**Date:** Sat, 22 Mar 2003 12:05:04 -0500
**Reply-To:** Art@DrKendall.org
**Sender:** "SPSSX(r) Discussion" <SPSSX-L@LISTSERV.UGA.EDU>
**From:** "Arthur J. Kendall" <Art@DRKENDALL.ORG>
**Organization:** Social Research Consultants
**Subject:** Re: Turning SD into SE
**Content-Type:** text/plain; charset=us-ascii; format=flowed
Try running this piece of syntax and use the output to go through the
comments below.

new file.
input program.
loop #i = 1 to 43.
compute x = rnd(rv.normal(50,10)).
end case.
end loop.
end file.
end input program.
execute.
compute constant = 1.
aggregate outfile = 'c:\temp\temp.sav' /break= constant
/xmean = mean(x).
match files file=* /table = 'c:\temp\temp.sav' /by constant.
compute square = (x-xmean)**2.
descriptives variables=x square /stats = sum mean variance stdev semean.

Note the following in the resulting output.
The sum of squares is 4597.

The sample Variance (mean square) is (4597 / (43-1)) = 109.452.
Note the mean square not adjusted for sampling bias is (4597 / (43)) =
106.91.

The Standared deviation = sqrt(sample variance) = root mean square =
sqrt(109.452) = 10.462

The Standard Error (sd of similar sample means) = (standard deviation /
sqrt (N) = (10.462 / sqrt(43)) = 1.60.

scaling the standard deviation to a standard error AS IF N was 600
instead of 43 = (standard deviation / sqrt (N)) = (10.462 / sqrt(600))
= .427.

the standard error or the difference of two means = the denominator of a
t-test = sqrt( (first standard error**2) + (second standard error**2) )
= sqrt( (1.60**2) + (0**2)) = 1.60 with a constant as second mean
or
= sqrt( (1.60**2) + (.427**2)) = 1.66 using the first sd as the second
sd but scaled to 600 cases.
= sqrt( (1.60**2) + (Exner se**2)) = ????

In all three instances, the numerator of the t would be the difference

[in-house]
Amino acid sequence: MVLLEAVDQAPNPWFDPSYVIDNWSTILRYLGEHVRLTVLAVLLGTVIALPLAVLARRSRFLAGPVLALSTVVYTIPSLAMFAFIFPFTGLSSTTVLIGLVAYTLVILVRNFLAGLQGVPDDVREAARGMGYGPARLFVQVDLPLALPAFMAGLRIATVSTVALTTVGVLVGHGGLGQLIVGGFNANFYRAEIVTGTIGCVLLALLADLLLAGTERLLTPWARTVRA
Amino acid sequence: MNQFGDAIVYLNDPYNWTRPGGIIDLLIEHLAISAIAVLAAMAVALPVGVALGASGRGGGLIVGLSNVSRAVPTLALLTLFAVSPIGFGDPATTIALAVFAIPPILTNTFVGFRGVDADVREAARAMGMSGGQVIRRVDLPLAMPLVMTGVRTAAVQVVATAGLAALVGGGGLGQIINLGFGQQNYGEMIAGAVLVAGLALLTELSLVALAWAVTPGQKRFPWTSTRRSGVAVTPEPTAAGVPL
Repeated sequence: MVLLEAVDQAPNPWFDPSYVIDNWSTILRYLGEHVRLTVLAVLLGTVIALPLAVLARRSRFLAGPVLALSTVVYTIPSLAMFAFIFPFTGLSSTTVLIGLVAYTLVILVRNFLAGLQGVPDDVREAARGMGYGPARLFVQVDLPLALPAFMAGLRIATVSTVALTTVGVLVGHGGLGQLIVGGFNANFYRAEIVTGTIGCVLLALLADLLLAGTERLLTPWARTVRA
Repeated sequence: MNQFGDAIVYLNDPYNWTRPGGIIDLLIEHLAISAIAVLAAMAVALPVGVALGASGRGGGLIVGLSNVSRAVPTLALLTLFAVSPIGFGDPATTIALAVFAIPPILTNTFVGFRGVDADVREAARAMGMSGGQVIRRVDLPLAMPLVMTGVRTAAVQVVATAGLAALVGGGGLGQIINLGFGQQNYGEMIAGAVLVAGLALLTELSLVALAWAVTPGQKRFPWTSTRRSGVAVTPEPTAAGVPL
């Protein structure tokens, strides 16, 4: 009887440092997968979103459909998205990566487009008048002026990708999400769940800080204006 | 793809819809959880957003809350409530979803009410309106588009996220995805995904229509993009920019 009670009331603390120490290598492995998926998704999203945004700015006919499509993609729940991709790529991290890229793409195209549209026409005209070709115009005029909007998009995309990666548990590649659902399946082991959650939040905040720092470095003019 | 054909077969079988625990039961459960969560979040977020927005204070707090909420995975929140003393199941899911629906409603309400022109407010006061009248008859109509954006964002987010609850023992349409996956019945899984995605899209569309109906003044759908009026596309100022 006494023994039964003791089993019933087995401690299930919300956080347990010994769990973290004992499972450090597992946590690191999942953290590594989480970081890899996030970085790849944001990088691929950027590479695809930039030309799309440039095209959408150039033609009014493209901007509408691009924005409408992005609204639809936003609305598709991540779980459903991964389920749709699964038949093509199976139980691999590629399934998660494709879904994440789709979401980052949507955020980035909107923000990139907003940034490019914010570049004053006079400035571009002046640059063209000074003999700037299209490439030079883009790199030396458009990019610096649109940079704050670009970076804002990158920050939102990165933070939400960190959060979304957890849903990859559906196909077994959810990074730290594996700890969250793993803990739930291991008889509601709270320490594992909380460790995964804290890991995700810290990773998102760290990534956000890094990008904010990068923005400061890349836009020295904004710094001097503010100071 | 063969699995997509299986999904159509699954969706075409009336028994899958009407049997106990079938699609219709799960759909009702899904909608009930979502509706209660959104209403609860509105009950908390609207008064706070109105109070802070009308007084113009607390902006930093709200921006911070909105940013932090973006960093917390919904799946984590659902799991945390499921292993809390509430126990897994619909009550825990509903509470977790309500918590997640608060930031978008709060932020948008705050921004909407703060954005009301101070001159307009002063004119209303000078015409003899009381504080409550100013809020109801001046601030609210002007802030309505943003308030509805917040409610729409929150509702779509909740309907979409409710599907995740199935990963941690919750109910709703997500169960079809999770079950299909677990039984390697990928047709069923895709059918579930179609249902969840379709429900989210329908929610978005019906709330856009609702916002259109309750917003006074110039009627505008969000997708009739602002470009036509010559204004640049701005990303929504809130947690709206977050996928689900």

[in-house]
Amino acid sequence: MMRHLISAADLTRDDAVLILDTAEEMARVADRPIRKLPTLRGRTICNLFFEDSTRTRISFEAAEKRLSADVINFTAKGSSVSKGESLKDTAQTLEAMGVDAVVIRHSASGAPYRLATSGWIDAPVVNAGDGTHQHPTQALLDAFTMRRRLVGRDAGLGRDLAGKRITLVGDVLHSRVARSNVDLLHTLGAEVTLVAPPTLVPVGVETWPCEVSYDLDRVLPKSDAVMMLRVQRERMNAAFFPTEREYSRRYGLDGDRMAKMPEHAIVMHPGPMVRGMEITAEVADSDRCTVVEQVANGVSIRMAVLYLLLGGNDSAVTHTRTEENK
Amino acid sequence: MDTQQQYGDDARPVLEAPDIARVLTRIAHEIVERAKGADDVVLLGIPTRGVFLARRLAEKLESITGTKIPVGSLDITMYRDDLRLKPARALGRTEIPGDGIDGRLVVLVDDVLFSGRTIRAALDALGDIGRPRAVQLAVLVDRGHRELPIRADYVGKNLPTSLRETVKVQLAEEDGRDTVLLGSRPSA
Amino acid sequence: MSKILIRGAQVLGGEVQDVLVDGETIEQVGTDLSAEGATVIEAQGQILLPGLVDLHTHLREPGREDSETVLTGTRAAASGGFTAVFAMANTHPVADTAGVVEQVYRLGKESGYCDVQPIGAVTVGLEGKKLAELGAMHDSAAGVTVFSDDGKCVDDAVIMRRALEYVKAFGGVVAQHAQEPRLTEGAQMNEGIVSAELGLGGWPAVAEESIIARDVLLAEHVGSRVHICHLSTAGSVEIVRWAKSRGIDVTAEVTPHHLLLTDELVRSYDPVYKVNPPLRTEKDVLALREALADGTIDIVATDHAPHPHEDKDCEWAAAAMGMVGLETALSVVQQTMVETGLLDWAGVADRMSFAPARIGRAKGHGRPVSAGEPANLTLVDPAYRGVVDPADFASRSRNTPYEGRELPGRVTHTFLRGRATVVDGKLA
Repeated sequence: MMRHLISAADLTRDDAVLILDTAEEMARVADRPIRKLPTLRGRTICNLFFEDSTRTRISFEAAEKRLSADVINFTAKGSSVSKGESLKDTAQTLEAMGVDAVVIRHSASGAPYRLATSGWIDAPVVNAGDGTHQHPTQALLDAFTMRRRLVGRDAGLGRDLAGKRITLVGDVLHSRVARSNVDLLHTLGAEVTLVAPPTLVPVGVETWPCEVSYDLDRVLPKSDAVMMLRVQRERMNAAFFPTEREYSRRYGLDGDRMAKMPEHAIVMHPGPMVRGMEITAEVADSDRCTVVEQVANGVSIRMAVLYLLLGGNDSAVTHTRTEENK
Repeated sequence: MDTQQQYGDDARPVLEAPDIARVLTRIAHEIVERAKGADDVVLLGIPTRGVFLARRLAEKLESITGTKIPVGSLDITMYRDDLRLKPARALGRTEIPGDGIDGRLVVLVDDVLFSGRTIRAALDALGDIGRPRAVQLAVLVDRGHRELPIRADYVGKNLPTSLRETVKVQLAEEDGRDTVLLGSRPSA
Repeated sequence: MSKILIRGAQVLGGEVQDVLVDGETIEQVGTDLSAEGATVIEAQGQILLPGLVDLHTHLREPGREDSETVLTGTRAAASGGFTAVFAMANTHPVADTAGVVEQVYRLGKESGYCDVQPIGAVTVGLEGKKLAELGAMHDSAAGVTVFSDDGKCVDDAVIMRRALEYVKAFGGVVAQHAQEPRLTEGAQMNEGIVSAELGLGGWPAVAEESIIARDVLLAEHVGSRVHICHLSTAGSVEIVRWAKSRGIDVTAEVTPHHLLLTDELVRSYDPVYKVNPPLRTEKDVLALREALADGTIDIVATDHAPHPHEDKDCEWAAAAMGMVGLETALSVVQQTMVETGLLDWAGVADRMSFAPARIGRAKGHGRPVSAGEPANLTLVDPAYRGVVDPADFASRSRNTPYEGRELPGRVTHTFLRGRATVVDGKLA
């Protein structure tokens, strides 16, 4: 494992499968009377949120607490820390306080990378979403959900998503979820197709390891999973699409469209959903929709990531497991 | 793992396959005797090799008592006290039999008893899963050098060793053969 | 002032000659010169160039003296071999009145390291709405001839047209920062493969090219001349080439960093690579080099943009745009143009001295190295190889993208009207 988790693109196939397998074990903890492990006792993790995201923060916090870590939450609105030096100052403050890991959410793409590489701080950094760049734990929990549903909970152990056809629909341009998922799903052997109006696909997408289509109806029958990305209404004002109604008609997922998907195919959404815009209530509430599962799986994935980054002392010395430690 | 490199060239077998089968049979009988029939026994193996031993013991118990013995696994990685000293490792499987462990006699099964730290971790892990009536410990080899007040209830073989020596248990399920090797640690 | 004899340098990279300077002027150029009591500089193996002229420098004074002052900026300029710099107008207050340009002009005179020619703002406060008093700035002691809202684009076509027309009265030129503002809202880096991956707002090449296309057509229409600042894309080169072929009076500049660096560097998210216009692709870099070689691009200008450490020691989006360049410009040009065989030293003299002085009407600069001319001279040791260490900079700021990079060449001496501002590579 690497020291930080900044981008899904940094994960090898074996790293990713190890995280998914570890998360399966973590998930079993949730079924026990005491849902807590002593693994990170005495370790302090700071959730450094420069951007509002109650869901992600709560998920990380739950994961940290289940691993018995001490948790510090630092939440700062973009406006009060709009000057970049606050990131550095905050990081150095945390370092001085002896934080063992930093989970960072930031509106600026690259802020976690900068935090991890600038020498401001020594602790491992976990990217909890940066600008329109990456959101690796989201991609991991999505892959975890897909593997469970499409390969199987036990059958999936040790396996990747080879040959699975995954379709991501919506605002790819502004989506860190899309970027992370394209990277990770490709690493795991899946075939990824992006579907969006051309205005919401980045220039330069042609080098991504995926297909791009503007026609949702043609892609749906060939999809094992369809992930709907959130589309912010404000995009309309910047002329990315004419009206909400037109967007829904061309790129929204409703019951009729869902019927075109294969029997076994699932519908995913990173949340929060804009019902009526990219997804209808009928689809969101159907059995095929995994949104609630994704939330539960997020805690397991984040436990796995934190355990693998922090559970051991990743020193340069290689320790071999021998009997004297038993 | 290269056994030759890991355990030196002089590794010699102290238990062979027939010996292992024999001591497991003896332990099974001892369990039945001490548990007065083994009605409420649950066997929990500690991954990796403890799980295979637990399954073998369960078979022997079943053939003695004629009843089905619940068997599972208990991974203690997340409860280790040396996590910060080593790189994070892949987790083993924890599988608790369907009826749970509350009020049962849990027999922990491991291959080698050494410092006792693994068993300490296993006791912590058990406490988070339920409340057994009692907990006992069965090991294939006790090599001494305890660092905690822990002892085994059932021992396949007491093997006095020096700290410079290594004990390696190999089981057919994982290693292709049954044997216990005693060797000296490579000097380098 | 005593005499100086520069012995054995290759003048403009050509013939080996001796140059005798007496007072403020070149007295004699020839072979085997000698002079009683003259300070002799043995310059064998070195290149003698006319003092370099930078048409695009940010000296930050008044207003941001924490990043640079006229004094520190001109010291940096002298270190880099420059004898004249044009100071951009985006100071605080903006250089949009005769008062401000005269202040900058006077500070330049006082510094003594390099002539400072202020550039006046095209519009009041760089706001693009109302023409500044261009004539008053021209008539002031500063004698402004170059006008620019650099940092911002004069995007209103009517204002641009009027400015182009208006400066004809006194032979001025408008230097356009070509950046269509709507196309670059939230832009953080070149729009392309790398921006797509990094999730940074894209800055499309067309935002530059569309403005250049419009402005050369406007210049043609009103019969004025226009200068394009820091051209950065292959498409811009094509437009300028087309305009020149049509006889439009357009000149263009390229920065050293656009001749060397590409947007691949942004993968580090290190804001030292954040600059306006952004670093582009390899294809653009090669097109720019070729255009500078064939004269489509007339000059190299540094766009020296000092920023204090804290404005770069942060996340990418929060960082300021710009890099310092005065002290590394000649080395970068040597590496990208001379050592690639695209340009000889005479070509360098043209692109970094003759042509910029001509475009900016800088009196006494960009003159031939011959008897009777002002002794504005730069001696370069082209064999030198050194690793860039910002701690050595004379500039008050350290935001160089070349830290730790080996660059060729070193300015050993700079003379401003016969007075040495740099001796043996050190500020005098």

in the means.
the three t's would differ only to the degree that the three
denominators differed.

Cut-and-paste and run the syntax at the top of this message.
Use the output to walk through the comments above.

If the original responder gets Exner's SD and writes the ONEWAY syntax
for this demo, perhaps (s)he would share it with the list.

Hope this helps.

Art
Art@DrKendall.org
Social Research Consultants
University Park, MD USA
(301) 864-5570

Dirk Enzmann wrote:
> Art,
>
> In your reply to Lana ("I need help!!!") you wrote (Thu, 20 Mar 2003
> 08:37:47 -0500):
>
> (snip)
>
>>a kludge: If you cannot get Exner's SD, use yours for the second mean
>>but turn it into a SE using 600 df.
>
> (snip)
>
> and
>
> (snip)
>
>>3) with your sum of squares scaled as if you had 600 df.
>>The two means remain the same in each of the 3 runs.
>
> (snip)
>
> Question:
> How do you turn a SD into a SE using a certain df? And how do you scale
> the sums of squares as if you had a certain df?
>
> Dirk
>
> *************************************************
> Dr. Dirk Enzmann
> Criminological Research Institute of Lower Saxony
> Luetzerodestr. 9
> D-30161 Hannover
> Germany
>
> phone: +49-511-348.36.32
> fax: +49-511-348.36.10
> email: ENZMANN@KFN.uni-hannover.de
>
> http://www.kfn.de
> *************************************************
>
>
>